These amendments to the RF AOC also stipulate that Roskomnadzor will be the body authorised to impose sanctions for new types of breaches. However, the Federal Antimonopoly Service preserves its authority to impose sanctions on advertising distributors for the distribution of advertising materials without the “ad” sign and advertiser information.

It is important to note that these newly introduced amendments to the ad laws affect not only professional participants of the advertising market. Sanctions are often imposed on advertisers as well. From the practical standpoint, this means that one should take these novelties into account while developing advertising campaigns. In particular, it is important to monitor ad labeling and submission of information to the ADO.

Penalties imposable on social networks’ owners and aggregators

On 1 September, those amendments to the RF AOC that provide for an additional package of penalties imposable on the owners of social networks, as well as on other persons and that are related to the breach of the responsibilities to monitor and block “banned” content became effective. In particular, the foregoing amendments set:

  • a penalty imposable on officials that ranges from RUB200,000 to RUB400,000; a penalty imposable on legal entities that ranges from RUB600,000 to RUB1m) if the social network owner fails to publish the annual report on the results of handling complaints regarding information distributed in breach of law and the social network monitoring results;
  • a penalty imposable on individuals that ranges from RUB50,000 to RUB100,000; a penalty imposable on officials that ranges from RUB200,000 to RUB400,000; a penalty imposable on legal entities that ranges RUB800,000 to RUB4m) if the social network owner fails to discharge the responsibility to monitor the social network and/or to block “banned” content, or fails to comply with Roskomnadzor requirement to lift such a block;
  • a penalty imposable on individuals that ranges from RUB100,000 to RUB200,000; a penalty imposable on officials that ranges from RUB500,000 to RUB800,000; a penalty imposable on legal entities that ranges from RUB4m to RUB6m) if the social network owner fails to comply with Roskomnadzor ordinances to monitor the social network to detect content confusingly similar to the one that was previously “blocked” by Roskomnadzor.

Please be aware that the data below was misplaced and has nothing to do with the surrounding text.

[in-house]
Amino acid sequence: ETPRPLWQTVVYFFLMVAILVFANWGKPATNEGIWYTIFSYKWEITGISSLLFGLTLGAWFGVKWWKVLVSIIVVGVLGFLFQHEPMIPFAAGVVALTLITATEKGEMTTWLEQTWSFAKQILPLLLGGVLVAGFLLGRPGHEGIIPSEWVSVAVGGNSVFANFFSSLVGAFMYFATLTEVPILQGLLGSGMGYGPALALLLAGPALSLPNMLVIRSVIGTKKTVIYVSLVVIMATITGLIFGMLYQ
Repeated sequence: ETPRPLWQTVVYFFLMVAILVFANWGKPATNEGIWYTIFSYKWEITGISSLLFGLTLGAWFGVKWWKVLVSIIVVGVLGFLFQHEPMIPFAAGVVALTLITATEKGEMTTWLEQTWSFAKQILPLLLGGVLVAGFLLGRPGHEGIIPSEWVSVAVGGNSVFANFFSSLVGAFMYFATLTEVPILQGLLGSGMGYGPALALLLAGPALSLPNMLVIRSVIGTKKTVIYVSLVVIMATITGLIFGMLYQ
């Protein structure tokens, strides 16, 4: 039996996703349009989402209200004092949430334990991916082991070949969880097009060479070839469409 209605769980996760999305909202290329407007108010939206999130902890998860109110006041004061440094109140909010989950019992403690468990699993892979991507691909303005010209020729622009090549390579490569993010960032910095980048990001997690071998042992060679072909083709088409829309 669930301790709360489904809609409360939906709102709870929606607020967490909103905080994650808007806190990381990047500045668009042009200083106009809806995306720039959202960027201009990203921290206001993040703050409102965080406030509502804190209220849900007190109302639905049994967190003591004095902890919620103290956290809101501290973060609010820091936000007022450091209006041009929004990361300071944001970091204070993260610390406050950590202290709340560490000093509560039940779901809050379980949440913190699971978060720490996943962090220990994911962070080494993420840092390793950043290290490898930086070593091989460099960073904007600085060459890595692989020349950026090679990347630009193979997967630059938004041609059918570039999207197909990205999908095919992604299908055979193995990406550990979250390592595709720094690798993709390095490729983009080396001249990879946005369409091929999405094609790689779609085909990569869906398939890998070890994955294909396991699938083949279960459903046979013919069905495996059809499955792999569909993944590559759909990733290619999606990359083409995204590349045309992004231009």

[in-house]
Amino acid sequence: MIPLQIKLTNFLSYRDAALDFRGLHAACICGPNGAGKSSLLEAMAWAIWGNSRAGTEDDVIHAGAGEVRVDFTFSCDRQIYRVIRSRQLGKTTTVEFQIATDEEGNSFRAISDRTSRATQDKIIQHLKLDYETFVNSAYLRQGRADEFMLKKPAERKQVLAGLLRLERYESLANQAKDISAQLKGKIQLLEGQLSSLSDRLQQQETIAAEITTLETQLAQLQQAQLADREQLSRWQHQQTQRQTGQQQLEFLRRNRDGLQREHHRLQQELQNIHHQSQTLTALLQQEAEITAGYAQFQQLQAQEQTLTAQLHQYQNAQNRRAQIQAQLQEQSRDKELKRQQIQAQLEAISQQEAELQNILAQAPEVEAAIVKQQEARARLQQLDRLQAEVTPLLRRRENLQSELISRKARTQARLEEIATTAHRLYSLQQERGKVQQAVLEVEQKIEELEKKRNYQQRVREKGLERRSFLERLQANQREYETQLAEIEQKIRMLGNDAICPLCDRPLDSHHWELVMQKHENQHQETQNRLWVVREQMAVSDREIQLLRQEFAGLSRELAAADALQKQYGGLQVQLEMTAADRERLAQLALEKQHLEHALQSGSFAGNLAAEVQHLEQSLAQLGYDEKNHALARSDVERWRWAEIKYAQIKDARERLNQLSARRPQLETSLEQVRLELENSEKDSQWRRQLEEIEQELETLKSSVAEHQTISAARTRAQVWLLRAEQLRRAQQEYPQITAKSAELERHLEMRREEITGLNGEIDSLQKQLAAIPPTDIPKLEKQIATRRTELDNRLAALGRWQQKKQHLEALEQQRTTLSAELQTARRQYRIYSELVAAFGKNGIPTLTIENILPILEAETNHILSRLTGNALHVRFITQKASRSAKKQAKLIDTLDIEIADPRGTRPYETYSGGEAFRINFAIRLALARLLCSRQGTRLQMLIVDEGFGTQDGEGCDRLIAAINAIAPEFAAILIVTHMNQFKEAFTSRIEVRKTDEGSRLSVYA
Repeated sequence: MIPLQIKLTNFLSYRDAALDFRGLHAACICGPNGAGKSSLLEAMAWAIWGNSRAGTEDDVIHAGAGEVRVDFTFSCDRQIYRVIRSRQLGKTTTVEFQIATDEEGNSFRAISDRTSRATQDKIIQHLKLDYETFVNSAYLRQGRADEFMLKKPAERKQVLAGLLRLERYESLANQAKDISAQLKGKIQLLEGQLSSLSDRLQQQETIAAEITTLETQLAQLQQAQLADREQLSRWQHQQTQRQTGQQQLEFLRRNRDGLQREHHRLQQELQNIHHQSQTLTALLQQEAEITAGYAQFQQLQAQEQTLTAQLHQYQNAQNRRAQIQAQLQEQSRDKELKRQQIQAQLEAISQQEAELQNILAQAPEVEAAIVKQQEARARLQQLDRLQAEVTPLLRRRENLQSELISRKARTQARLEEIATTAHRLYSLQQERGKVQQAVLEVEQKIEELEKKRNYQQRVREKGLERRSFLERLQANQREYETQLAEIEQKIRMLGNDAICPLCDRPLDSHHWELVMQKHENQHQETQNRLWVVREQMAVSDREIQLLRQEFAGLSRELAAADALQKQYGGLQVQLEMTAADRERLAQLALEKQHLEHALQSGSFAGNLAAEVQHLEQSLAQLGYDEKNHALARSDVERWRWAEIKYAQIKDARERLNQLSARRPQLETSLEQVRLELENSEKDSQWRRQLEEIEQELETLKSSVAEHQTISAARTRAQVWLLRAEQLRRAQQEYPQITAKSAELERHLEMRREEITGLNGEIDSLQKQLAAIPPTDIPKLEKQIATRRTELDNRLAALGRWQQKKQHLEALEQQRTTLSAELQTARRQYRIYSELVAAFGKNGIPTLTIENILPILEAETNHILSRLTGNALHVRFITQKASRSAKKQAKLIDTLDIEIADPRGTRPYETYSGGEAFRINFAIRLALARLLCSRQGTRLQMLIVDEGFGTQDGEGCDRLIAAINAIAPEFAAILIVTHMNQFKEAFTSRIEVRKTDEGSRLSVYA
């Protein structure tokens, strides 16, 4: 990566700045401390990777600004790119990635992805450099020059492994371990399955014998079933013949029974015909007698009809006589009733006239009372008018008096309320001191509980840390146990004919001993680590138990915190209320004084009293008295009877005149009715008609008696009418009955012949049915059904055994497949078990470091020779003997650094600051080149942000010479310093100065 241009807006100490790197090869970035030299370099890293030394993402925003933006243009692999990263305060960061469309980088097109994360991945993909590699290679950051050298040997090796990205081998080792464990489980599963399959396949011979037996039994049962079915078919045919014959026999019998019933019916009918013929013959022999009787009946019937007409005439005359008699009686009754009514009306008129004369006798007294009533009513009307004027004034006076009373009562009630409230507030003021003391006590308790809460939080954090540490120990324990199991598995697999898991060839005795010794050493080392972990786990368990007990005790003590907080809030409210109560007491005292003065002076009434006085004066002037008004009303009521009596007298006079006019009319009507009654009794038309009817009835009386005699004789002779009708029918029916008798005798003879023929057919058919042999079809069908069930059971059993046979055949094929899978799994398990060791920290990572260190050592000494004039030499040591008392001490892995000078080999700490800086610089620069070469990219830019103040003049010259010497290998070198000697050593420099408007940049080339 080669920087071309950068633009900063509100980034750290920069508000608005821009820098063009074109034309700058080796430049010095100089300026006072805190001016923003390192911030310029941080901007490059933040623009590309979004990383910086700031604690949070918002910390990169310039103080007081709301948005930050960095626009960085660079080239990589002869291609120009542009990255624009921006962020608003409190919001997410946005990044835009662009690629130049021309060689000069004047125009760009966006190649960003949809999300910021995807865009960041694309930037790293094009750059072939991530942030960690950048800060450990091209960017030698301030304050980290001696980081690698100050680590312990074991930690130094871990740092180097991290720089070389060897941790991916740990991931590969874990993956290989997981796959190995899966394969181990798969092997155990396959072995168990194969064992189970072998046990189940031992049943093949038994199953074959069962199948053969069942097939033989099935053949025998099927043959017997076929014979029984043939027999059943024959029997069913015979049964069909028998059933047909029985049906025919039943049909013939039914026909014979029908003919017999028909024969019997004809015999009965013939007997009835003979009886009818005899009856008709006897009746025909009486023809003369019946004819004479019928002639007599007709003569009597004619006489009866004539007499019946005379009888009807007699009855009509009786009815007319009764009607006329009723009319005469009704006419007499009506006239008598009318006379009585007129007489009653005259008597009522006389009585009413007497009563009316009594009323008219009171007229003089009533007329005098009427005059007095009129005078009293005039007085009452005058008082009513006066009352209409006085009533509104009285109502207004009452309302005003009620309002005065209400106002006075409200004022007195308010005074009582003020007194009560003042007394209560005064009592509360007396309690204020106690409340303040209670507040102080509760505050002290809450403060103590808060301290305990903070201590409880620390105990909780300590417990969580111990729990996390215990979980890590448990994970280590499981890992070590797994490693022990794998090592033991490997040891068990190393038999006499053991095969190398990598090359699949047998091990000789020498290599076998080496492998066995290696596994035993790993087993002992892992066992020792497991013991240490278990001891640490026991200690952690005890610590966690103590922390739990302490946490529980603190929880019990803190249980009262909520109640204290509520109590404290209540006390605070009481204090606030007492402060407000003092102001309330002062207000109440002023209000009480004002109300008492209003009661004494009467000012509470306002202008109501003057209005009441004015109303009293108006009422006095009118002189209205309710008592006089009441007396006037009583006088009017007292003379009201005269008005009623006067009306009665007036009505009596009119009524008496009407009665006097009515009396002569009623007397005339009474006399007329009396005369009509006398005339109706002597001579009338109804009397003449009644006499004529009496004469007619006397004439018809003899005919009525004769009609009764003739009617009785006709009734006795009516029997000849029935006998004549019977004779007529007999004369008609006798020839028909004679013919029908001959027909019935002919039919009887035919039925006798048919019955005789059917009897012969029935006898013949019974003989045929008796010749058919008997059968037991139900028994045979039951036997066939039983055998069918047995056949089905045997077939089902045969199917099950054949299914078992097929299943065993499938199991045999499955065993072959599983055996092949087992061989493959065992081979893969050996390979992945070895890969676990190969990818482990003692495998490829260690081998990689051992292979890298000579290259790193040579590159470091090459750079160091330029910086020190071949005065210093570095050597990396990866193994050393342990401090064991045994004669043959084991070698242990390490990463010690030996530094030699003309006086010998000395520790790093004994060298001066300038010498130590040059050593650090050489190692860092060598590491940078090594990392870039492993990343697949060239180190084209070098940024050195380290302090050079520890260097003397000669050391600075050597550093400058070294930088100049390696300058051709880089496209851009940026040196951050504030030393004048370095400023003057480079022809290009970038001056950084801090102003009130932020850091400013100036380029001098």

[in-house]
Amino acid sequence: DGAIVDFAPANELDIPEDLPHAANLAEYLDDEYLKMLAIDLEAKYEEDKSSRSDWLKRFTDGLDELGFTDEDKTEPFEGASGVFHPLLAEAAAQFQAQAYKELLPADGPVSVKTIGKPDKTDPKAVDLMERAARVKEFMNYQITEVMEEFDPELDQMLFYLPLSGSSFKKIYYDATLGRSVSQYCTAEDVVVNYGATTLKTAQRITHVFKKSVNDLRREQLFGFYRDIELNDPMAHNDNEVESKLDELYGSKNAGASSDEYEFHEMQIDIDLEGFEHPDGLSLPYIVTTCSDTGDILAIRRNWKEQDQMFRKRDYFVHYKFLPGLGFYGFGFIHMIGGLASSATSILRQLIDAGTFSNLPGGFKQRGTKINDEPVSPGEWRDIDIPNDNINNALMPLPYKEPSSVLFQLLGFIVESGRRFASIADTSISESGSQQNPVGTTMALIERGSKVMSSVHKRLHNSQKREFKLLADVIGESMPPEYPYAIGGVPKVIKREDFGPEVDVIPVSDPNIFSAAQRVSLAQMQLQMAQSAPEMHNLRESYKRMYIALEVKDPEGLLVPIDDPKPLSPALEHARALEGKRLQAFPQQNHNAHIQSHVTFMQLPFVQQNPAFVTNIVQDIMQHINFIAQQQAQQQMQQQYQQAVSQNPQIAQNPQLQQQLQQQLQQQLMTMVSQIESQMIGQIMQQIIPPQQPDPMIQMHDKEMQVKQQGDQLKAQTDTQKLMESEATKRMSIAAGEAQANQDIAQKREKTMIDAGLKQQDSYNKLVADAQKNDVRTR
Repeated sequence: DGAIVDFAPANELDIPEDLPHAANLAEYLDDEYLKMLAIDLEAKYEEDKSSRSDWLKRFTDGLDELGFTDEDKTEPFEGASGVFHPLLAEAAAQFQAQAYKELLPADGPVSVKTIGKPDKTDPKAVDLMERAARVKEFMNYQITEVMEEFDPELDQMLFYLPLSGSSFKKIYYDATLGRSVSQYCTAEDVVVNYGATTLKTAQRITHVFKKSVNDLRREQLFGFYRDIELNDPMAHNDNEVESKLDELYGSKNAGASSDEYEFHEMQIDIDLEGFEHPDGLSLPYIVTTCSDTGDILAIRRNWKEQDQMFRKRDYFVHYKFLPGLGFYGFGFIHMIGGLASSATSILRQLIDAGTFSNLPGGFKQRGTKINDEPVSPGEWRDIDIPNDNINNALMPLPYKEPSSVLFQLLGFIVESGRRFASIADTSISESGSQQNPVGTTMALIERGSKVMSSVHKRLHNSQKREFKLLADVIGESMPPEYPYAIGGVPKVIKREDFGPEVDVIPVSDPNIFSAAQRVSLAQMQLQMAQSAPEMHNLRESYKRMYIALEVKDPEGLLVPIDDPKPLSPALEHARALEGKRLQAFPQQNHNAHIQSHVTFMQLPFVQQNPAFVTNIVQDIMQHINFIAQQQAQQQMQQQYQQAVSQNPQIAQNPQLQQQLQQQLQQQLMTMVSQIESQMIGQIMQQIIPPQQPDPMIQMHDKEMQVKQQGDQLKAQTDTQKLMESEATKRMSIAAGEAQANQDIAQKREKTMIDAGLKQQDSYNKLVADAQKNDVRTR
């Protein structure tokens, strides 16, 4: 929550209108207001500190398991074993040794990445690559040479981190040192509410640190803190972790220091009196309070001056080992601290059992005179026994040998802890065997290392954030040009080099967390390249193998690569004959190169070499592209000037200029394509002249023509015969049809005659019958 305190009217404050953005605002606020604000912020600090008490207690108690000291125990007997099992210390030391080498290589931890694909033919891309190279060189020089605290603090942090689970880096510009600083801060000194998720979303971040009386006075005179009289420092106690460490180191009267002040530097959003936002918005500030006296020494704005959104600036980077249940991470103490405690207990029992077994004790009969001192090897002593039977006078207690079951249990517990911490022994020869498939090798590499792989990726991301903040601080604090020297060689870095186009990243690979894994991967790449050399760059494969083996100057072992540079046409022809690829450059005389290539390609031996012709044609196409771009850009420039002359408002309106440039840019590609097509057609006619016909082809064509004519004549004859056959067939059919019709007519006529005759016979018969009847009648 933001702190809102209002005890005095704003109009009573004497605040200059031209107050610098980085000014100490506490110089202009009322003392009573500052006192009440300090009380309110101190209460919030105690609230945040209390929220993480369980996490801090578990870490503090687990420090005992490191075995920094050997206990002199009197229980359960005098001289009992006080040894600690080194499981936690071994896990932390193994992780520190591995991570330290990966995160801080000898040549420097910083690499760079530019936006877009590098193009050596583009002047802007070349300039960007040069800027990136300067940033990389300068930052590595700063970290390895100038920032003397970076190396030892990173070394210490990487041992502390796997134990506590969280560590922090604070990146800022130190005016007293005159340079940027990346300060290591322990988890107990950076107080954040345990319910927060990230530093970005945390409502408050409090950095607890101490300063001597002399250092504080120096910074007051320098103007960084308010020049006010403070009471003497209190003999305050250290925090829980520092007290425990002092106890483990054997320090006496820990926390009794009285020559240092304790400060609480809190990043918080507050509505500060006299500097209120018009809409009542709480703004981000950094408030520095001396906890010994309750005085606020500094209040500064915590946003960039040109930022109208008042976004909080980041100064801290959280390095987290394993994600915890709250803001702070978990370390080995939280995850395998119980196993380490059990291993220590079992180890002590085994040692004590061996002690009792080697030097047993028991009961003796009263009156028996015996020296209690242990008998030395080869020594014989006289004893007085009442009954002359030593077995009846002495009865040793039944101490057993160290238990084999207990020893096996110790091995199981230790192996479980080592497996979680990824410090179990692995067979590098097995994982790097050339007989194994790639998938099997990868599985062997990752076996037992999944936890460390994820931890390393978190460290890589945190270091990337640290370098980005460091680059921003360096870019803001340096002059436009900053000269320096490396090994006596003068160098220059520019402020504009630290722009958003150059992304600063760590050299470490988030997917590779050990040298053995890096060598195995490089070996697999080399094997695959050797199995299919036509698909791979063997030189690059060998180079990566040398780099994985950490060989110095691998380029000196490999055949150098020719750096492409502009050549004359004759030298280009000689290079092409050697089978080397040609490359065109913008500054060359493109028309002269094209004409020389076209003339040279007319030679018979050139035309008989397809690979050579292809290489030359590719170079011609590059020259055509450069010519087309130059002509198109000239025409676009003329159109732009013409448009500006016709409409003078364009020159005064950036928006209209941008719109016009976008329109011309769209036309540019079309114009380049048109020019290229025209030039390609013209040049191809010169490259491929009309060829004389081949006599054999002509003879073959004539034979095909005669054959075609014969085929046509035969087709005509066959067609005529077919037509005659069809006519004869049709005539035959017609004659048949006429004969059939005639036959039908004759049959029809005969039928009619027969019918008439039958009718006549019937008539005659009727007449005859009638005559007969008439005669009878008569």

The amendments in question also provide for additional penalties for other categories of persons, if they evade of the responsibility to provide or provide untrue information about the owners of social networks, news aggregators, etc. for the purposes of maintenance of respective registries by Roskomnadzor.

Antimonopoly regulation of marketplaces’ operations

Comprehensive changes to Competition LawFederal Law No. 135-FZ dated 26 July 2006 “On protection of competition” introduced in July 2023 provide for special regulation of marketplaces’ operations. For example, starting from 1 September 2023, the prohibition on monopolistic behaviour (including setting monopolistically high or low prices for goods, creating barriers to access or exit market for other market participants, etc.) will apply to the owners of marketplaces falling under the following criteria:

  • the network effect enables the marketplace owner to have a decisive influence on the general conditions of commodity circulation on the commodity market where transactions between sellers and buyers are made using a digital platform, and (or) squeeze other persons out of this commodity market, and (or) impede access to this commodity market for other persons;